Empathy maps reveal perceptions from the user’s point of view, and by forcing research that looks at both emotions and reason, gets a truly people-centric view of a situation.
Role Work complexity has increased manifold and in the new age organizations, talent has become the most critical asset. HR professionals have to perform the dual role of:
a) Facilitating engagement
b) Enabling line managers to perform training and mentoring roles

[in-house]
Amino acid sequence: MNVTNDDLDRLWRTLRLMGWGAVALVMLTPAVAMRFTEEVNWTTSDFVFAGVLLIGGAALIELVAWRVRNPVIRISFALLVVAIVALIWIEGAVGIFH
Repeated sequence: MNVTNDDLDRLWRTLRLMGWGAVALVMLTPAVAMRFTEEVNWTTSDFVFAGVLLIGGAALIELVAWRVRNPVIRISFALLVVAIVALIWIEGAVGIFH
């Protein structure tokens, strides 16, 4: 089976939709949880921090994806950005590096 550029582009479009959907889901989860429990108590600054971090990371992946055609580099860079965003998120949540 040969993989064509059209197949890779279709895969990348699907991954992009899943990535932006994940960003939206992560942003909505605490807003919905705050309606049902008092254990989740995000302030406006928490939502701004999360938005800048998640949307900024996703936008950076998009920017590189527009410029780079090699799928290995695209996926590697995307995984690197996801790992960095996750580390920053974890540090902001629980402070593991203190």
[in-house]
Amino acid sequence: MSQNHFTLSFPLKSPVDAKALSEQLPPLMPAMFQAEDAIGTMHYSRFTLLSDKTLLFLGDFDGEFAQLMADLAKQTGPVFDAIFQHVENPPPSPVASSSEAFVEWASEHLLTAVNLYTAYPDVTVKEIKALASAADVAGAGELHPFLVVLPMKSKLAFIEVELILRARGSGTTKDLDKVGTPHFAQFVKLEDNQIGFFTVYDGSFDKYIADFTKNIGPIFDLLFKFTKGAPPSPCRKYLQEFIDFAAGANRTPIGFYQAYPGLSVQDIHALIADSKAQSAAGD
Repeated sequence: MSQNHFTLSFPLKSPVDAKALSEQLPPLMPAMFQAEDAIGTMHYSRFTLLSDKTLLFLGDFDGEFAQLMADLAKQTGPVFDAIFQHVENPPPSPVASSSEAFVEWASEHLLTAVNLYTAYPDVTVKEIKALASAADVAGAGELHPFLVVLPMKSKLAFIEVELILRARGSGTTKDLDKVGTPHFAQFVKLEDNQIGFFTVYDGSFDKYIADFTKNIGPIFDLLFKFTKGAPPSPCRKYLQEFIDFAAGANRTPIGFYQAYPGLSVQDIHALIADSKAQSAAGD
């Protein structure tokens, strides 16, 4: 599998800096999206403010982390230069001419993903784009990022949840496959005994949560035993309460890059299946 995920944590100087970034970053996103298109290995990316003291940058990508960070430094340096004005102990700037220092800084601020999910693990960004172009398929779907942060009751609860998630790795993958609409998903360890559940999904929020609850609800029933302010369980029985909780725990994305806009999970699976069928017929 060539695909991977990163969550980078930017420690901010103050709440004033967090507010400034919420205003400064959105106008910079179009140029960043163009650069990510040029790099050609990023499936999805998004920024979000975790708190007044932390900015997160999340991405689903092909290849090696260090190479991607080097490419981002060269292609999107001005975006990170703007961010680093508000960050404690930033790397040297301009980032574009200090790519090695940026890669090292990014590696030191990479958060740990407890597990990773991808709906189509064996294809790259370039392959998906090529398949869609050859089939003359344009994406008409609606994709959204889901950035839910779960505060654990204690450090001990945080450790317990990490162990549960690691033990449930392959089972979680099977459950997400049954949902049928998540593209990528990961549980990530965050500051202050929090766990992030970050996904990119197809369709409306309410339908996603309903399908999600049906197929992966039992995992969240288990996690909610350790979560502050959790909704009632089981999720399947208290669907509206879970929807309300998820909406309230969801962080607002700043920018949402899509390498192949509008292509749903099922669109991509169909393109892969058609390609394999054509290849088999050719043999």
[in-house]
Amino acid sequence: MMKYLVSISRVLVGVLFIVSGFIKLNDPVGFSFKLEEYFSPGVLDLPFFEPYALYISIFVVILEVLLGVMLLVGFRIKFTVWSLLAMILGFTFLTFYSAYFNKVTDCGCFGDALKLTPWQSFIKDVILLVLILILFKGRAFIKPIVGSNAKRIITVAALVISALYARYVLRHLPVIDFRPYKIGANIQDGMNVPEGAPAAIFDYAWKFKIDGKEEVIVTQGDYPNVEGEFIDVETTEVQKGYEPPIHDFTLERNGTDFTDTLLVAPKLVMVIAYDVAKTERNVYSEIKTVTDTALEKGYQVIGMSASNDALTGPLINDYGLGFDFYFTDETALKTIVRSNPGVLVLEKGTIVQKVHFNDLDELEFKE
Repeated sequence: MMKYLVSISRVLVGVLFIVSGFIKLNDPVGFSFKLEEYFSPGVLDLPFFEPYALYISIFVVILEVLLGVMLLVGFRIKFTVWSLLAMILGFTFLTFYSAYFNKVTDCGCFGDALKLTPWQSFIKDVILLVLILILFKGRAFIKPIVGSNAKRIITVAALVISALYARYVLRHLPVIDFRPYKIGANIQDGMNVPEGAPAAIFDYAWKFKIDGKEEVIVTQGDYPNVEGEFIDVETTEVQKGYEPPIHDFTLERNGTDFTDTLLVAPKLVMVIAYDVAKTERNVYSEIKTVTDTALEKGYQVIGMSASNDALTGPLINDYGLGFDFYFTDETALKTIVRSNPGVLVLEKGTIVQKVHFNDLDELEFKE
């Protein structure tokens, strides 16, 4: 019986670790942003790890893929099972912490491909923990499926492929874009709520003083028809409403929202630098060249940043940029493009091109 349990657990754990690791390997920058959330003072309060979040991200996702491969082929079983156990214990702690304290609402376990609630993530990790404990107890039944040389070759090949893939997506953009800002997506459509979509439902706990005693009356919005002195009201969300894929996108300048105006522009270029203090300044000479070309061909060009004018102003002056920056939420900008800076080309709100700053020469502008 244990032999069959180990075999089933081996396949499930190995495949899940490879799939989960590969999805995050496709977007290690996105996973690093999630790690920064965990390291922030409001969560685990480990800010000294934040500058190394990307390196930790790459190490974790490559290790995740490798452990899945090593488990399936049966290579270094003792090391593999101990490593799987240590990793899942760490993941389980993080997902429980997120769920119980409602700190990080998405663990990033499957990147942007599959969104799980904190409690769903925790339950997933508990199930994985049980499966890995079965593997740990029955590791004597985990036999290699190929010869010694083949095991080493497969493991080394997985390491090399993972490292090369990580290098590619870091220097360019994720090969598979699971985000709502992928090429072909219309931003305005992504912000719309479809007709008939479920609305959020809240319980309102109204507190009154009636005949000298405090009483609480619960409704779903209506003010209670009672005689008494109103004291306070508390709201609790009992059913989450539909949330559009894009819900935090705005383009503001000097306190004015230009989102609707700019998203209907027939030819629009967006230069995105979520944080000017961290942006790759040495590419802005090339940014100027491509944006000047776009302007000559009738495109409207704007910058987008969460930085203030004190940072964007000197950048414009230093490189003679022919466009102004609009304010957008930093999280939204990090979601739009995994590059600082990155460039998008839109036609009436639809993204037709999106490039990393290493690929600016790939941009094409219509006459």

In order to design the interventions and everyday processes required to perform this role, HR managers need to immerse in the context of both the employee and the line manager. As an example, for employee issues, this would involve understanding the factors affecting employee engagement from the employee’s point of view. This includes both rational and emotional dimensions. As these are not easy to articulate for many employees, an HR professional would need to immerse in the job context, and conduct unstructured conversations with employees in their work setting. In this setting, empathy maps are a valuable tool to build systematic understanding. An empathy map clubs user feedback under four dimensions – think: the user’s opinions on the subject of interest; feel: the user’s emotional reactions on the issue of interest; do: the user’s actual actions related to the subject; and say: verbatim quotations. The advantage of this tool is that it reveals perceptions from the user’s point of view, and by forcing research that looks at both emotions and reason, gets a truly people-centric view of a situation. A leader may not see it as a negative that his team members call him ‘busy’, but an empathy map could reveal that for some team members, busy could imply ‘difficult to approach’.